> -------------------------------------
> #define DO_DIRTYWORK \
> \
> #pragma warning( disable : 4995 ) /* Annoying warning */ \
> \
> /* Do some dirty work here (that I want to hide) */ \
> \
> #pragma warning( default : 4995 ) /* Warning reactivated */ \
> /* finished dirty part */
> -------------------------------------


Macros can't generate macros.

But say that warning 4995, for this compiler (whichever it is), is about using
a deprecated function: then that is the problem, and you can ignore the
proposed solution above and concentrate on the problem.

E.g., you can put the usage of a deprecated function in its own module (header
plus implementation), by wrapping it in a similar function, and put the
#pragma -- which in general should be enclosed in #ifdef...#endif compiler
version checking -- at the top of the implementation file.

This is a much better solution because it abstracts the use of the deprecated
function.

Which not only can make the client code more clear, but means you only have to
change _one_ place when that deprecated function is actually removed.

--
A: Because it messes up the order in which people normally read text.
Q: Why is it such a bad thing?
A: Top-posting.
Q: What is the most annoying thing on usenet and in e-mail?
 
Reply With Quote
 
Walter Roberson
Guest
Posts: n/a
 
      10-06-2005
In article <(E-Mail Removed)>,
Ben Hetland <(E-Mail Removed)> wrote:
>David Resnick wrote:


>> #if defined(DO_DIRTYWORK)
>> #include "dirtywork.h"
>> #endif


>Yes, that might work, but means 3 lines of code for every single of
>these places that I need this thing.


Just

#include "dirtywork.h"

and it will have within it the DO_DIRTYWORK conditional test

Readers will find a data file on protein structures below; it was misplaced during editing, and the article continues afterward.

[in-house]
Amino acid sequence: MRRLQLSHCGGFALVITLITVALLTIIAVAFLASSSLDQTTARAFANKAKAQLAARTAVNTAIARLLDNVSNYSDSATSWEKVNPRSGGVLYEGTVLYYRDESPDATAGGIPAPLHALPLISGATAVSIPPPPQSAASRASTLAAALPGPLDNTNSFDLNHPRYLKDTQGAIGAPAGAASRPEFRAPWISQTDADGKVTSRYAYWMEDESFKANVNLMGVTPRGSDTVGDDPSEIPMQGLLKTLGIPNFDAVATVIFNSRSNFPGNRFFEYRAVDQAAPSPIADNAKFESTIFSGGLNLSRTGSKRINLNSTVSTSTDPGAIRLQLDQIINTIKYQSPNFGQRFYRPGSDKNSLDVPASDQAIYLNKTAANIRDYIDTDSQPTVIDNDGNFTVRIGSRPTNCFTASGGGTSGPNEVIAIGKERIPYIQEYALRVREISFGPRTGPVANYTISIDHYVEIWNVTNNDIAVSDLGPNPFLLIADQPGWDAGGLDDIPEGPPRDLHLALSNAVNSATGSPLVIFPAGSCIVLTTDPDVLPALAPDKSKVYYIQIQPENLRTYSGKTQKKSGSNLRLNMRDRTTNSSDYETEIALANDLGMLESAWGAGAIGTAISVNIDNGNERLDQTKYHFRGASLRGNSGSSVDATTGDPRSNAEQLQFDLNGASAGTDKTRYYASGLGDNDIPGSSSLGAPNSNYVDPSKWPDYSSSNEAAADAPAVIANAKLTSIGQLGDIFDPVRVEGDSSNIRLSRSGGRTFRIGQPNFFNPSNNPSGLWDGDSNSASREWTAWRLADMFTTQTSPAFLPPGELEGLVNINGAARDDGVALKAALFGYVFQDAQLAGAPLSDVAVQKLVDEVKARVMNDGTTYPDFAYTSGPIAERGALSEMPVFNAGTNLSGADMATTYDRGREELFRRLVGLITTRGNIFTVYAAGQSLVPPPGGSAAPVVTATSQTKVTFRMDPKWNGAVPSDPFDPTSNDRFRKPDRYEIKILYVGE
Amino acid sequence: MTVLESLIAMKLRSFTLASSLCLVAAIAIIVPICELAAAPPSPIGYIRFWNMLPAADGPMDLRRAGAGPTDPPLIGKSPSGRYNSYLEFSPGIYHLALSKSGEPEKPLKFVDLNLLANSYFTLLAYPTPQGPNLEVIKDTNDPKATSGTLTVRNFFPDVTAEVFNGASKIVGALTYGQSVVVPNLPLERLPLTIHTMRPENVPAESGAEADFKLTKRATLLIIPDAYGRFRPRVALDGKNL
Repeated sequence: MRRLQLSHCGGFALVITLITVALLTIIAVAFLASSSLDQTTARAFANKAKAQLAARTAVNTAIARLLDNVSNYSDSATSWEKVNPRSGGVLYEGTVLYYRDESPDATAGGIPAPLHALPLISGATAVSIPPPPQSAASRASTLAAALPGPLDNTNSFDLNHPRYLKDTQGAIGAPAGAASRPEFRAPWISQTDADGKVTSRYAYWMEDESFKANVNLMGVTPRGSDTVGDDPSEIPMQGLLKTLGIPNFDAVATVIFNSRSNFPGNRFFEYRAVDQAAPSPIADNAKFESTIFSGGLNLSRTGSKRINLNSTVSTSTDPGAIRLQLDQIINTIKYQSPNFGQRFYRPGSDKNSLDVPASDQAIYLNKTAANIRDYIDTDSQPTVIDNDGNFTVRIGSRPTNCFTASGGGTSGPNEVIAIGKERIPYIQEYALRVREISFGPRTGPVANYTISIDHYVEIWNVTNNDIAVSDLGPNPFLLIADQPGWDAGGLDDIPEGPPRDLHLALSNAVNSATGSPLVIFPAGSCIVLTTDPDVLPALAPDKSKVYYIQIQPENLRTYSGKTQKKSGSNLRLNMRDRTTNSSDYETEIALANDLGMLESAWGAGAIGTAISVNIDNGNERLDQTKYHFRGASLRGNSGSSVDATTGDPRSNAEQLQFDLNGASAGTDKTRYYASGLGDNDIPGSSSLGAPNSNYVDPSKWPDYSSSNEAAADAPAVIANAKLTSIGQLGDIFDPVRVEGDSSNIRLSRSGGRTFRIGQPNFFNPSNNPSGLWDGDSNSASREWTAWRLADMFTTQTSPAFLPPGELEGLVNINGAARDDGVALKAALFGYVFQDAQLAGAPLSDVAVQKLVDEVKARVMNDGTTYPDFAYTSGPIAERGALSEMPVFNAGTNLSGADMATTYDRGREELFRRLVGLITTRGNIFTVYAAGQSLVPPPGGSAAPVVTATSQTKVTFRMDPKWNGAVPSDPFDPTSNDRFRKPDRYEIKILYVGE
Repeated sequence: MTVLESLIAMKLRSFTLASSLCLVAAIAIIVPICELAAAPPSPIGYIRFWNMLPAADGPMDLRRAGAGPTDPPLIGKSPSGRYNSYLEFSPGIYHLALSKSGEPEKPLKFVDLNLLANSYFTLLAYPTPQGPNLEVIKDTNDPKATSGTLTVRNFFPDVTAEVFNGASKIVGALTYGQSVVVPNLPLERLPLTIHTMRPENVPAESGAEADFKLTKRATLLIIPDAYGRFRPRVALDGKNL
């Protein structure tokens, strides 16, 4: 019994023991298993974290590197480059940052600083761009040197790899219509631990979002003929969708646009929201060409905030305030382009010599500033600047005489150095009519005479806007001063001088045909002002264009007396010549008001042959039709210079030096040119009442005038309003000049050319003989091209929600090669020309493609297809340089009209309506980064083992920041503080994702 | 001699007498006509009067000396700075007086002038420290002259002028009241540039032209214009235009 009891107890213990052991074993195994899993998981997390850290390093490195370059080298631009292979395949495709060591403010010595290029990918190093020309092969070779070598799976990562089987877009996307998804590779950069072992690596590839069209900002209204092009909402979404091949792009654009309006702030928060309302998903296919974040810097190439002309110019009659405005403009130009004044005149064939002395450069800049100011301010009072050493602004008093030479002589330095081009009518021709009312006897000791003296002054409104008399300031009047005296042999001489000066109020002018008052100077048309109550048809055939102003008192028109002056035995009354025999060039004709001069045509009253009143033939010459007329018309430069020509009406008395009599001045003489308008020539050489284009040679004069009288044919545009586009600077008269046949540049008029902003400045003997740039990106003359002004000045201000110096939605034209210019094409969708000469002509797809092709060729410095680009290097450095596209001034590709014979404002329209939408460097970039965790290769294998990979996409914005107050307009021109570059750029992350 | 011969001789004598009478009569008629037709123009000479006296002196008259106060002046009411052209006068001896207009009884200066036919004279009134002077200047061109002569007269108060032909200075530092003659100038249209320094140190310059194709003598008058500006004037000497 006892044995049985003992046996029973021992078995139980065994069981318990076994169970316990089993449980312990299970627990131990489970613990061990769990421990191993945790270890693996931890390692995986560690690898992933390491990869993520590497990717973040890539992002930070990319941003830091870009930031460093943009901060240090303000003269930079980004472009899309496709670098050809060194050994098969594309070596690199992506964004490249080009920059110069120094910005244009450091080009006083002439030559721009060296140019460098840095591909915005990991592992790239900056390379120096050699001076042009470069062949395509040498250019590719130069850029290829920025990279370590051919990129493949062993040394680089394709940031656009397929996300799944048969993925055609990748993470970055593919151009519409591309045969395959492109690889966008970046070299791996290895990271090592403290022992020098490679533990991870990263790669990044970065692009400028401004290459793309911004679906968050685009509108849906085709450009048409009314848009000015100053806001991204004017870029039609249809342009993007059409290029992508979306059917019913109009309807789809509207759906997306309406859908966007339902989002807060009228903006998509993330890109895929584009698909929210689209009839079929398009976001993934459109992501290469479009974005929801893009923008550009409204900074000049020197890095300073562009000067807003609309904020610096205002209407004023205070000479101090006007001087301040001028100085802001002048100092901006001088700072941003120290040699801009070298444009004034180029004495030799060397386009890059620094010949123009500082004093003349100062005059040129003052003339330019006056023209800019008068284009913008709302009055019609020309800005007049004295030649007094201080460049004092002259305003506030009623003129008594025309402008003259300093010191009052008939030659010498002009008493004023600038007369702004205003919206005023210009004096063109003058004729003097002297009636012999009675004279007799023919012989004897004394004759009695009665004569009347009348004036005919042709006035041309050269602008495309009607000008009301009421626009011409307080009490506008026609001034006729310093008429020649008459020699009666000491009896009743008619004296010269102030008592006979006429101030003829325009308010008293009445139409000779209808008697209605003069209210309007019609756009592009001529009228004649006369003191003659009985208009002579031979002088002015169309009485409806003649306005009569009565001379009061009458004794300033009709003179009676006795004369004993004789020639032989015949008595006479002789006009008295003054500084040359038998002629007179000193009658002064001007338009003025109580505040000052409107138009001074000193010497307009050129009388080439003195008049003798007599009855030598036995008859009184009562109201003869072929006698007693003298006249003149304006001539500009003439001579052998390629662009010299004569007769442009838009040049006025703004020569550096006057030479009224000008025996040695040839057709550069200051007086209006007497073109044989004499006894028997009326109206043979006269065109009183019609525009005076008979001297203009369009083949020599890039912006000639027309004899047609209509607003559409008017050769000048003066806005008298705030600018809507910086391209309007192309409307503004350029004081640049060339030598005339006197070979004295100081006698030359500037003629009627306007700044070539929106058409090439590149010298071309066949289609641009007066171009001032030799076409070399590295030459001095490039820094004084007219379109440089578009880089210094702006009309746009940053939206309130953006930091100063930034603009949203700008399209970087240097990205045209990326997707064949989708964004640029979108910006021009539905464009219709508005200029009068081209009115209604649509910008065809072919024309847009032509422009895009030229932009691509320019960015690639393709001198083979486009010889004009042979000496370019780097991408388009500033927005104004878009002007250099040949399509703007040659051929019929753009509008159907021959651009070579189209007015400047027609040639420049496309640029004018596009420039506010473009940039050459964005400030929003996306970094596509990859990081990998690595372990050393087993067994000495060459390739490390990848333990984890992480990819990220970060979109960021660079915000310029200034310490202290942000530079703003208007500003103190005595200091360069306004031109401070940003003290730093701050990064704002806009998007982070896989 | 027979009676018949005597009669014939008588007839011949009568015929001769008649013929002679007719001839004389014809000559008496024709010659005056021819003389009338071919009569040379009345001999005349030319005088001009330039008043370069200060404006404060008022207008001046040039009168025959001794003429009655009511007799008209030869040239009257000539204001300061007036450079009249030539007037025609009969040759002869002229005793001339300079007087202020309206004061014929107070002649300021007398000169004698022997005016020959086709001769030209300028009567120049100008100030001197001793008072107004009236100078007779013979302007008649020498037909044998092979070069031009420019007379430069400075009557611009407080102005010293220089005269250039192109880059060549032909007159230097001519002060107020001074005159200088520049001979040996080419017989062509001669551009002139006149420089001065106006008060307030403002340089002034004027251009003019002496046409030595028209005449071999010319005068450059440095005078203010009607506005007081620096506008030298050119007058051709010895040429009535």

and the dirty code.
--
Chocolate is "more than a food but less than a drug" -- RJ Huxtable
 
Reply With Quote
 
Ben Hetland
Guest
Posts: n/a
 
      10-07-2005
Alf P. Steinbach wrote:
> Your abstraction of your proposed _solution_ of the problem is only
> preprocessor-related, but whether problem is, is another question.


That is true, and for instance for C++ the problem could also be solved
using templates in combination with macros in a single header-file.
However, I posted the question to challenge my shortcoming with the
preprocessor's syntax rules, of which some useful comments have been
posted I think. I would also like to have something that could work in
both languages.


> Macros can't generate macros.


This is not about generating macros, but about using other preprocessor
features within a preprocessor feature itself, like a macro definition is.

However, I've seen a similar thing that comes very close to generating
macros many times. That is when macros are built from other macros, and
the building of those macros relies on conditional compilations (another
preprocessor feature) to decide how the macro is actually composed. And
that could happen in multiple levels of "macro nesting". So at least the
preprocessor can generate macros...


> But say that warning 4995, for this compiler (whichever it is), is about using
> a deprecated function: then that is the problem, and you can ignore the
> proposed solution above and concentrate on the problem.


Yes, the original problem was with one of Microsoft's compilers, as you
probably guessed. And deprecated functions are already isolated to a few
files. I used this only for illustration. The specific problem also
included other pragmas and other preprocessor features like #ifdef, but
I thought that wasn't so important in illustrating my question.


> This is a much better solution because it abstracts the use of the deprecated
> function.


I definitely agree with much of this, but just would like to comment
that not only functions may be deprecated, but also types for instance
(as can classes in C++). Types often have a tendency to pollute the rest
of the "client code" with its presense far beyond that isolated module.

Also, as happens with functions as well, prototypes usually need to be